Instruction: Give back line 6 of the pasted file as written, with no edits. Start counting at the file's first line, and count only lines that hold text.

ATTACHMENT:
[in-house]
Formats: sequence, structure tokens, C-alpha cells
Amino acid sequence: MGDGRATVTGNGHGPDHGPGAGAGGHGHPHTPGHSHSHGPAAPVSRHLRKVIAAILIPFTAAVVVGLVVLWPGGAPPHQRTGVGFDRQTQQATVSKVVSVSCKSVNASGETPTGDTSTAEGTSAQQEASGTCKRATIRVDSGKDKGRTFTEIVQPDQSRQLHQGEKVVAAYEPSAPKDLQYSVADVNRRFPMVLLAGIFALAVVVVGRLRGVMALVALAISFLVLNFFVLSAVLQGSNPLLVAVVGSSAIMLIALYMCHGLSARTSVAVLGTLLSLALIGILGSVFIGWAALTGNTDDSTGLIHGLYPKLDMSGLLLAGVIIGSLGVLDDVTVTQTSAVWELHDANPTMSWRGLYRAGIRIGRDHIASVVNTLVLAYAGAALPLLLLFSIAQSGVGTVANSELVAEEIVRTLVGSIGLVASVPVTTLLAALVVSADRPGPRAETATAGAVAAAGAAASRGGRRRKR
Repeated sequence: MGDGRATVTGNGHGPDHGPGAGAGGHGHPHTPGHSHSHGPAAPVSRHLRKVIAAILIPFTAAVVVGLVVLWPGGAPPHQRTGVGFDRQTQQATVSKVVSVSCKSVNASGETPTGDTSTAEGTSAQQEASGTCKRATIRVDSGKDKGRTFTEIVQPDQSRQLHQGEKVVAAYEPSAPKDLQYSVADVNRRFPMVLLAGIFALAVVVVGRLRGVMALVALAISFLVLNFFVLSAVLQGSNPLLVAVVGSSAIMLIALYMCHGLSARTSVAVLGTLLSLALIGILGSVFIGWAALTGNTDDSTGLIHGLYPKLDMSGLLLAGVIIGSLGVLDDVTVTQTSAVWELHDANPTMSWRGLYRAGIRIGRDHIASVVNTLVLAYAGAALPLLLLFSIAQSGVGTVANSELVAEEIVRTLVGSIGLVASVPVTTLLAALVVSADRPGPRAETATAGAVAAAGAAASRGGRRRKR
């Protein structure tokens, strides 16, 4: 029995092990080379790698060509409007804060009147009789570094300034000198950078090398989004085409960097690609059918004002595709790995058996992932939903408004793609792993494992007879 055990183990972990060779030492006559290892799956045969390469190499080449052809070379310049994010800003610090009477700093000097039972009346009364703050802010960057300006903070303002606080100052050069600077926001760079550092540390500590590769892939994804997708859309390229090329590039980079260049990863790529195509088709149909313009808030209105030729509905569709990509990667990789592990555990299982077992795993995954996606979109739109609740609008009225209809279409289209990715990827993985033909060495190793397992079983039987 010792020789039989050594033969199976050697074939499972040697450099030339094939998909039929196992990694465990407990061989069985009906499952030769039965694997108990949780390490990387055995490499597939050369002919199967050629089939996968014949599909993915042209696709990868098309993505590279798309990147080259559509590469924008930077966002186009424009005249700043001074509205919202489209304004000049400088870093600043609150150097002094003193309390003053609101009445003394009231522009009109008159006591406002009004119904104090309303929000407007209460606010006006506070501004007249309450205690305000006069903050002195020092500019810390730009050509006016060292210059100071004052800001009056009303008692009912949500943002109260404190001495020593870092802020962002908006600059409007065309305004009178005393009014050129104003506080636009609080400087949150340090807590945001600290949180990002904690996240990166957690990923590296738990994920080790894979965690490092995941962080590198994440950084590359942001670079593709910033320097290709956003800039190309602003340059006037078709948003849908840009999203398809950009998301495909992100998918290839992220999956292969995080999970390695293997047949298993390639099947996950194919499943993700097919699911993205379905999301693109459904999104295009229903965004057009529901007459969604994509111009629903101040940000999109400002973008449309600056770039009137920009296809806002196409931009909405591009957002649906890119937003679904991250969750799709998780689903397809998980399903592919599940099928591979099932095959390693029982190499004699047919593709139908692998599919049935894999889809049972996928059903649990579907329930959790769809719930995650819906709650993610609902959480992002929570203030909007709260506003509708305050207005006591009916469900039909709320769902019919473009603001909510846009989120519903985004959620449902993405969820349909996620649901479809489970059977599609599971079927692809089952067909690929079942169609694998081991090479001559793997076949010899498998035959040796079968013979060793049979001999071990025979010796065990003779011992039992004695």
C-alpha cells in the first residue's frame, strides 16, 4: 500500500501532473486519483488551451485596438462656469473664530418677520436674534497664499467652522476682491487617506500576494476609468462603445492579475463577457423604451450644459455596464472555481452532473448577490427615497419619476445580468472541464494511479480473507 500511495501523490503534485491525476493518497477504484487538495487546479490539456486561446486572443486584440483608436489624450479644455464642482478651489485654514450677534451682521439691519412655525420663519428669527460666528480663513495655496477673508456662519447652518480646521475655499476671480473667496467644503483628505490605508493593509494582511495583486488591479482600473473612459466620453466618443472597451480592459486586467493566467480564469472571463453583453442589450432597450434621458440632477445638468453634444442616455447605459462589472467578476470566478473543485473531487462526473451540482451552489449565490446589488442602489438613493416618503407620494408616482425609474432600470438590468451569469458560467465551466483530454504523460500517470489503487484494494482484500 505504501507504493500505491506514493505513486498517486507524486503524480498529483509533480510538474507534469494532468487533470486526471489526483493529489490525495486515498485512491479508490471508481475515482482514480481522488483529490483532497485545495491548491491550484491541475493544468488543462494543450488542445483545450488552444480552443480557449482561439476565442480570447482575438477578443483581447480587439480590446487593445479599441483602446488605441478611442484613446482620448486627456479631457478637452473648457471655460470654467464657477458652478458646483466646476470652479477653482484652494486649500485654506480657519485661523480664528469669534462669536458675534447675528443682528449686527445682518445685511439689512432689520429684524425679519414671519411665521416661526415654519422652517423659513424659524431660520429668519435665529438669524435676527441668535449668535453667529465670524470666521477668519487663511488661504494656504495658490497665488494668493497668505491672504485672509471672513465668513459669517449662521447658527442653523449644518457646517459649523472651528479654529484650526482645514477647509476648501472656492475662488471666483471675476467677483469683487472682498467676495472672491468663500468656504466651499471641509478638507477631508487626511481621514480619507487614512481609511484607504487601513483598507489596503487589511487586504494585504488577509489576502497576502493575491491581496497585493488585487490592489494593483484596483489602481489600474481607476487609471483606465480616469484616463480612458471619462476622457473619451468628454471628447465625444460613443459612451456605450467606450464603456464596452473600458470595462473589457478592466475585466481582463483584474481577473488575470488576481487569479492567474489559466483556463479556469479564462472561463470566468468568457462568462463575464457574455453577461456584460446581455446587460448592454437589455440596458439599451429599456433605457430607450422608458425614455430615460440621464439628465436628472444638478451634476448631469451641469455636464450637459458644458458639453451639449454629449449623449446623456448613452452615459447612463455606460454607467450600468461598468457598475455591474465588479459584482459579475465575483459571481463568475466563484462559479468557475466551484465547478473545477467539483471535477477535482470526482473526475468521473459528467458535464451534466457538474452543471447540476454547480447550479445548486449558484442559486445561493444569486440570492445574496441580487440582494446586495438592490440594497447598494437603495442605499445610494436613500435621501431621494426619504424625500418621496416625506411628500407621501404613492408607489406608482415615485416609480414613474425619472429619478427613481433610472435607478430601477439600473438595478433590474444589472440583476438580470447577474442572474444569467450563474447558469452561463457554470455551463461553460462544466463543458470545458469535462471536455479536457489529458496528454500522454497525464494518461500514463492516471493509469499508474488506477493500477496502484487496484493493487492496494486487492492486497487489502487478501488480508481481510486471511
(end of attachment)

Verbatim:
C-alpha cells in the first residue's frame, strides 16, 4: 500500500501532473486519483488551451485596438462656469473664530418677520436674534497664499467652522476682491487617506500576494476609468462603445492579475463577457423604451450644459455596464472555481452532473448577490427615497419619476445580468472541464494511479480473507 500511495501523490503534485491525476493518497477504484487538495487546479490539456486561446486572443486584440483608436489624450479644455464642482478651489485654514450677534451682521439691519412655525420663519428669527460666528480663513495655496477673508456662519447652518480646521475655499476671480473667496467644503483628505490605508493593509494582511495583486488591479482600473473612459466620453466618443472597451480592459486586467493566467480564469472571463453583453442589450432597450434621458440632477445638468453634444442616455447605459462589472467578476470566478473543485473531487462526473451540482451552489449565490446589488442602489438613493416618503407620494408616482425609474432600470438590468451569469458560467465551466483530454504523460500517470489503487484494494482484500 505504501507504493500505491506514493505513486498517486507524486503524480498529483509533480510538474507534469494532468487533470486526471489526483493529489490525495486515498485512491479508490471508481475515482482514480481522488483529490483532497485545495491548491491550484491541475493544468488543462494543450488542445483545450488552444480552443480557449482561439476565442480570447482575438477578443483581447480587439480590446487593445479599441483602446488605441478611442484613446482620448486627456479631457478637452473648457471655460470654467464657477458652478458646483466646476470652479477653482484652494486649500485654506480657519485661523480664528469669534462669536458675534447675528443682528449686527445682518445685511439689512432689520429684524425679519414671519411665521416661526415654519422652517423659513424659524431660520429668519435665529438669524435676527441668535449668535453667529465670524470666521477668519487663511488661504494656504495658490497665488494668493497668505491672504485672509471672513465668513459669517449662521447658527442653523449644518457646517459649523472651528479654529484650526482645514477647509476648501472656492475662488471666483471675476467677483469683487472682498467676495472672491468663500468656504466651499471641509478638507477631508487626511481621514480619507487614512481609511484607504487601513483598507489596503487589511487586504494585504488577509489576502497576502493575491491581496497585493488585487490592489494593483484596483489602481489600474481607476487609471483606465480616469484616463480612458471619462476622457473619451468628454471628447465625444460613443459612451456605450467606450464603456464596452473600458470595462473589457478592466475585466481582463483584474481577473488575470488576481487569479492567474489559466483556463479556469479564462472561463470566468468568457462568462463575464457574455453577461456584460446581455446587460448592454437589455440596458439599451429599456433605457430607450422608458425614455430615460440621464439628465436628472444638478451634476448631469451641469455636464450637459458644458458639453451639449454629449449623449446623456448613452452615459447612463455606460454607467450600468461598468457598475455591474465588479459584482459579475465575483459571481463568475466563484462559479468557475466551484465547478473545477467539483471535477477535482470526482473526475468521473459528467458535464451534466457538474452543471447540476454547480447550479445548486449558484442559486445561493444569486440570492445574496441580487440582494446586495438592490440594497447598494437603495442605499445610494436613500435621501431621494426619504424625500418621496416625506411628500407621501404613492408607489406608482415615485416609480414613474425619472429619478427613481433610472435607478430601477439600473438595478433590474444589472440583476438580470447577474442572474444569467450563474447558469452561463457554470455551463461553460462544466463543458470545458469535462471536455479536457489529458496528454500522454497525464494518461500514463492516471493509469499508474488506477493500477496502484487496484493493487492496494486487492492486497487489502487478501488480508481481510486471511